I loved this book – attracted to it originally in the shop of the Royal Naval College Visitor Centre, Greenwich, by its delightful, playful cover design.
London: A Spiritual History by Edoardo Albert begins by telling the history of London from well before the Roman invasion, and then bringing us through to the present day, interspersed with plenty of personal observations from the author who spent several years as a TV repairman travelling the London streets and working in many different people’s homes.
Albert’s survey of London history is fascinating, and further enlivened by his own personal take on famous characters like Thomas Cromwell, (Henry VIII’s right-hand man), and William Blake, the visionary.
Then the author moves into his own personal spiritual search over many years, which interweaves with London and its multi-faceted character, from Catholicism through atheism and then onto the various magical and mystical groups with which London abounds.
I identified with so much of this, having lived in central London during my twenties, and having tried out many of these groups myself throughout the capital, such as the Theosophical Society and the Spiritualist Association of Great Britain – not to mention a passing flirtation with the Rosicrucians. though I can’t claim to have applied for membership of the Order of the Golden Dawn!
Albert’s final “epiphany” comes with such disarming simplicity it is genuinely moving. A highly recommended book.
psychological, paranormal mystery fiction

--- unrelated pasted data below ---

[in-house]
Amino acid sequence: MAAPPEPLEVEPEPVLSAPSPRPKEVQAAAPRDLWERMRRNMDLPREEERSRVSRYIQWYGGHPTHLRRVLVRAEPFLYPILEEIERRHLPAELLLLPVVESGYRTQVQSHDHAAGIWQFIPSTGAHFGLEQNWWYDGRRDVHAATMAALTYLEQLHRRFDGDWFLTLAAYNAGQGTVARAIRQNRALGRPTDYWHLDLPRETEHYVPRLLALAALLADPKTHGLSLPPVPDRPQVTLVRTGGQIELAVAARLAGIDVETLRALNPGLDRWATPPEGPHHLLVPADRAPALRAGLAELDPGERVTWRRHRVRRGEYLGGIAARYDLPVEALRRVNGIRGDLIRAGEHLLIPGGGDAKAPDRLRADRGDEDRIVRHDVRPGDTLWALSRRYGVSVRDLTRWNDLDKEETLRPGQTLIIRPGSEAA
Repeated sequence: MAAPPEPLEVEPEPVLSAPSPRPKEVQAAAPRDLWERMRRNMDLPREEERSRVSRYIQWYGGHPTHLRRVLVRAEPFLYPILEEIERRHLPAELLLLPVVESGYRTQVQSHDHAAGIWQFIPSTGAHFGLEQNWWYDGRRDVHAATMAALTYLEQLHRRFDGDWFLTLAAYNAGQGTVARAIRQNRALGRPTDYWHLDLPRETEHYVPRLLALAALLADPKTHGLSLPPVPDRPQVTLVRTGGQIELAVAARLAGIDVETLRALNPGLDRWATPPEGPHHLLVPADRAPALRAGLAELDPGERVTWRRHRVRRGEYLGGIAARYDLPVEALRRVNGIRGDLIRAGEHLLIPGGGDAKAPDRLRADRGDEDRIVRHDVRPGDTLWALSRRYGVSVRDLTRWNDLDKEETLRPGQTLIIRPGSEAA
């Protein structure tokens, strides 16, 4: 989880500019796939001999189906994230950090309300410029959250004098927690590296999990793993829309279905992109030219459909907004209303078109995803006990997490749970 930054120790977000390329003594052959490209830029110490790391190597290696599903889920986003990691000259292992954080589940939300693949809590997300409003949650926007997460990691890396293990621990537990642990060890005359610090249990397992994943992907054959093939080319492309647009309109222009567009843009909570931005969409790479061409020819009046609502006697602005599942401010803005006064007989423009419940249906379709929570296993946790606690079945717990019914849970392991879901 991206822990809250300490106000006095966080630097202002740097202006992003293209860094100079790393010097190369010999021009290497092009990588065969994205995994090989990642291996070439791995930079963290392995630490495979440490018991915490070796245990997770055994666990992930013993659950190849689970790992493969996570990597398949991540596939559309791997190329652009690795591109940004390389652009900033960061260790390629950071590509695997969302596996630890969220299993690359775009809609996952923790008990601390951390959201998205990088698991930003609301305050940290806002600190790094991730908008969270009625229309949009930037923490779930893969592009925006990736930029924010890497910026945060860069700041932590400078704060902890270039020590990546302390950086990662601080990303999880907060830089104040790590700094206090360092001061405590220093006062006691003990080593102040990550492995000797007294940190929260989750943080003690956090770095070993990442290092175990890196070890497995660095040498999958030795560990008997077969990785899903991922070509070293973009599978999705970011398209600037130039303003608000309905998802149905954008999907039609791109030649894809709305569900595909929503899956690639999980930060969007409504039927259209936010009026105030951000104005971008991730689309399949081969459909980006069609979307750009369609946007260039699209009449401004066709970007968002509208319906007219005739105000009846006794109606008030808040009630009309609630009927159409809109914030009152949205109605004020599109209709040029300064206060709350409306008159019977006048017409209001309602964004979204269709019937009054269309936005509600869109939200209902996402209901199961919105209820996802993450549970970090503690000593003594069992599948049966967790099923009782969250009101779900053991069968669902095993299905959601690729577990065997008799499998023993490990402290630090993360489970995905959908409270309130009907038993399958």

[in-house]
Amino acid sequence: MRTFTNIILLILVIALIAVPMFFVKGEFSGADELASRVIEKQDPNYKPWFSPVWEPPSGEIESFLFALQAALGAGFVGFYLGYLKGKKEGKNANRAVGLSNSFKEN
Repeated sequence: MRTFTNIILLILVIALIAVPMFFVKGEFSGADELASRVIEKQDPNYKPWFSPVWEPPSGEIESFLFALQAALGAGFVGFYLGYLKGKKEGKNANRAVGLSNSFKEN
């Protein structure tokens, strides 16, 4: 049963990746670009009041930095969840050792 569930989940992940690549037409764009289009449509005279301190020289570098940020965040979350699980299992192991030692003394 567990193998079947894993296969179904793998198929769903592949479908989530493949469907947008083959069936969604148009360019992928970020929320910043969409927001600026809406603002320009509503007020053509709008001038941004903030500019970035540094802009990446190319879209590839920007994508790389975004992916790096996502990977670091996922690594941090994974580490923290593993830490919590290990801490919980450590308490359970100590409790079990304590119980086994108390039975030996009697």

Mystical Circles, A Passionate Spirit, Perilous Path
Living in the Midlands, one of the things I most miss is being near the sea. Brought up in Kent, as a child I often went on family trips to Rye and Camber Sands in east Sussex.
To experience the beauty and vastness of the sea is a magical thing in childhood. I have continued to love the sea all my life.
This half term has been a wonderful opportunity to go to the sea! And I went to east Sussex again – Eastbourne, and the National Trust coastline at Birling Gap.
And I couldn’t resist taking photos – especially of one of my own personal images of paradise, an image that has the power to haunt your dreams and inspire the imagination – a silver sea, radiant in sunlight.
Christmas arouses so many emotions.
Magical in childhood, often much more of a challenge in adulthood – which of us are “Ding Dong Merrily On High”, and which of us are “Bah Humbug”?
I love many things about Christmas:
- The anticipation through Advent – Advent candles
- Christmas carols – many of them have the most beautiful words which I find deeply moving;
- Lights – I love fairy lights, candles, Christmas grottoes outside houses
- The Christmas tree with its lights and stars and shining baubles and tinsel is like a warm, friendly presence in the room. For many Christmas starts when the lights on the tree are switched on.
- The story of Christ’s birth surely the most powerful among the world’s stories; full of spiritual resonance, reaching to the heart of the human condition, always relevant to our lives, especially right now, chillingly parallelled by world events today as refugee families flee tyranny and terror